Opera stars reveal their secrets to help long-term Covid sufferers

English National Opera is teaching patients how lullabies can calm symptoms

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People suffering from long-term Covid symptoms are being taught special breathing exercises used by some of the world’s best opera singers, to help ease their breathlessness and anxiety.

The English National Opera and Imperial College London developed a programme to help the patients, and opera stars will perform songs to show how they benefit from the techniques.

Mentors from ENO Breathe hold online workshops and show how lullabies can soothe symptoms.

“Medicine and the arts have come to understand that they have more in common than they knew,” ENO chairman Harry Brunjes said.

"ENO Breathe … is the unprecedented interface of the art of medicine and the science of the arts.

Before the latest announcement by Boris Johnson, about a second Coronavirus pandemic lockdown, opera-lovers await the start of a rehearsal of the first socially-distanced performance by English National Opera (ENO) in the London Coliseum which has remained closed throughout summer, on 24th October 2020, in London, England. Musicians and singers on stage are separated appropriate to government restrictions and audience members are seated with same household groups. The Marriage of Figaro was ENO's last show on 14th March, and the Coliseum has stayed closed until now. The UKs theatre ticket revenue contributes £1.28bn to the nations economy, in which there are 290,000 jobs (70% are at risk) so the government has announced a financial rescue package for the Arts industry, a £1.15bn support for cultural organisations in England that is made up of £880m in grants and £270m of repayable loans. The 2,395-seat Coliseum (1904) is a Baroque revival (Wrenaissance) style theatre, built as one of West End's largest and most luxurious variety theatres. (Photo by Richard Baker / In Pictures via Getty Images)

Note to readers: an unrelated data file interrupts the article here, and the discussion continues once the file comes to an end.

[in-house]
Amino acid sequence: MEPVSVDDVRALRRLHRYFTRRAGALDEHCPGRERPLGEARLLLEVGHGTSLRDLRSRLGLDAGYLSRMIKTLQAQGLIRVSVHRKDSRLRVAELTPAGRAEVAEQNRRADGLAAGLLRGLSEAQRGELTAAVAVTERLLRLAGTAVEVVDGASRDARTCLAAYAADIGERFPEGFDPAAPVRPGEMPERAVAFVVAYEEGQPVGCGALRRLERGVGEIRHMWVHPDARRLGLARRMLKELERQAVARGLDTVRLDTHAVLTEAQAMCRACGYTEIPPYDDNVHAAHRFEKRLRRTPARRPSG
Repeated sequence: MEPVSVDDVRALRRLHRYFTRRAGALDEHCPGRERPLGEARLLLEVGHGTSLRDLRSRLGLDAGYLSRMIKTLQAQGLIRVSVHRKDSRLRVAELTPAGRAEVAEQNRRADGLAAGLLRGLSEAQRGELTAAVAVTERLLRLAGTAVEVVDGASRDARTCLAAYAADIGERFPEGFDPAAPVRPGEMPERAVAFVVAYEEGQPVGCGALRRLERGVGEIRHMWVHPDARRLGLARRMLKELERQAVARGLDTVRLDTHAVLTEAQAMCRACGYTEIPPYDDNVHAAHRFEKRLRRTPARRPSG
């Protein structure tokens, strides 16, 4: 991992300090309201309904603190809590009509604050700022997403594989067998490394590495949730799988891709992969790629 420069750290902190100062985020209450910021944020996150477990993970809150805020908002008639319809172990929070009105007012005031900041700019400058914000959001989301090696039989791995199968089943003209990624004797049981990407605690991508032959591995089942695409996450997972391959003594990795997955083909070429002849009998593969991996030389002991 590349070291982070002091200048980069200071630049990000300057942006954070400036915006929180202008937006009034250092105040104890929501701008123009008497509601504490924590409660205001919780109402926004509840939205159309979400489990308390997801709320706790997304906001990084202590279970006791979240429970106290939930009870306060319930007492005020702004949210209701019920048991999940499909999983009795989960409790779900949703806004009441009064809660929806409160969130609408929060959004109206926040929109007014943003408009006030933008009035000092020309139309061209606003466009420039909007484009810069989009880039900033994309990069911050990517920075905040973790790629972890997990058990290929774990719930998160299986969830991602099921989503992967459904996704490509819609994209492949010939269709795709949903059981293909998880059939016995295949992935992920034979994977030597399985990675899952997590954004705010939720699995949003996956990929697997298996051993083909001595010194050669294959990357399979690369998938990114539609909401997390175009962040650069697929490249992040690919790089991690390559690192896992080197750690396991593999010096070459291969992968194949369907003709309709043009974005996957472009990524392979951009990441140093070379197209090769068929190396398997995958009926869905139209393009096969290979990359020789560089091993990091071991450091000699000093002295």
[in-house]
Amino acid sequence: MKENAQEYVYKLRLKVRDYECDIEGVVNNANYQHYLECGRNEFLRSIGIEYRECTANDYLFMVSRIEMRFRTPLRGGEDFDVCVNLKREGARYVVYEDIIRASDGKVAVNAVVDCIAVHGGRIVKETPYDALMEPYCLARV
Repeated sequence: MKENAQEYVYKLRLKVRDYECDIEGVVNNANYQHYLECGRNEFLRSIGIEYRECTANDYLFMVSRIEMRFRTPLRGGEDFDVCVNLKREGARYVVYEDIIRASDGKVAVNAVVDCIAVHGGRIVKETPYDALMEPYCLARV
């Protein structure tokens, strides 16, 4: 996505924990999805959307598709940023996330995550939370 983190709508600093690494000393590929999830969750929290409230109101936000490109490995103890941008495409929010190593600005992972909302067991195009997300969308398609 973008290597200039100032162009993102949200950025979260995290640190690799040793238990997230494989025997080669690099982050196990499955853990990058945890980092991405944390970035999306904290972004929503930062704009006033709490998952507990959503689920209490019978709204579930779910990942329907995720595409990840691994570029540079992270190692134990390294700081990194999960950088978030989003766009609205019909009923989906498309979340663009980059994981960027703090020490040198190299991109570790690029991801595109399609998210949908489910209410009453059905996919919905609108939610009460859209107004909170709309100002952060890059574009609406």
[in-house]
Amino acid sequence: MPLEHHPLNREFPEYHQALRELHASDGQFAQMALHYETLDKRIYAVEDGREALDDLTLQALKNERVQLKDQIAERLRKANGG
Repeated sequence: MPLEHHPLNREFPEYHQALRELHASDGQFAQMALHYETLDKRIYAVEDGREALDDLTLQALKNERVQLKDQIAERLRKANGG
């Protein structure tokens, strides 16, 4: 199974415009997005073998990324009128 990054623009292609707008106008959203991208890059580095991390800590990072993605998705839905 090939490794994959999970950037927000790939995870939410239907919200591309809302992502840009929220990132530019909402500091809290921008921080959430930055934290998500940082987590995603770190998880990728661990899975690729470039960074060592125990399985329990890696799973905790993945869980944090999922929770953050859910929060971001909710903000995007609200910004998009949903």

Those taking part have one-on-one mentor conversations and six-week online group sessions with professional singing specialists.

They are taught the methods opera singers use.

To achieve the physical co-ordination required for singing, opera singers use emotional connections and imagery, rather than giving their bodies explicit physiological instructions.

“The ENO are committed to making a difference to the lives of people and communities recovering from Covid-19, using our unique skills and resources in ways that are relevant and useful, and that matter to people,” said the ENO’s Jenny Mollica.

“Following our successful pilot programme, we are hugely proud to be able to roll out ENO Breathe nationally.”

In a six-week trial project with Imperial College Healthcare, 13 patients with continuing symptoms were shown the ENO techniques.

By the end of the programme, 90 per cent reported reduced levels of breathlessness and 91 per cent felt their levels of anxiety had dropped.

“Breathe has been fantastic. It has really aided me enormously with my breathlessness and also my anxiety a little around reintegrating myself back into society,” participant Richard said.

All of the pilot participants said they would continue using the techniques and 91 per cent felt that taking part had given them increased confidence in managing their symptoms.

LONDON, ENGLAND - FEBRUARY 24: Artists of the company in the English National Opera's production of Giacomo Puccini's "Madam Butterfly" at  the London Coliseum on February 24, 2020 in London, England. (Photo by Robbie Jack#Corbis/Corbis via Getty Images)

All of them said they would “definitely recommend” the programme to others experiencing long-term Covid symptoms.

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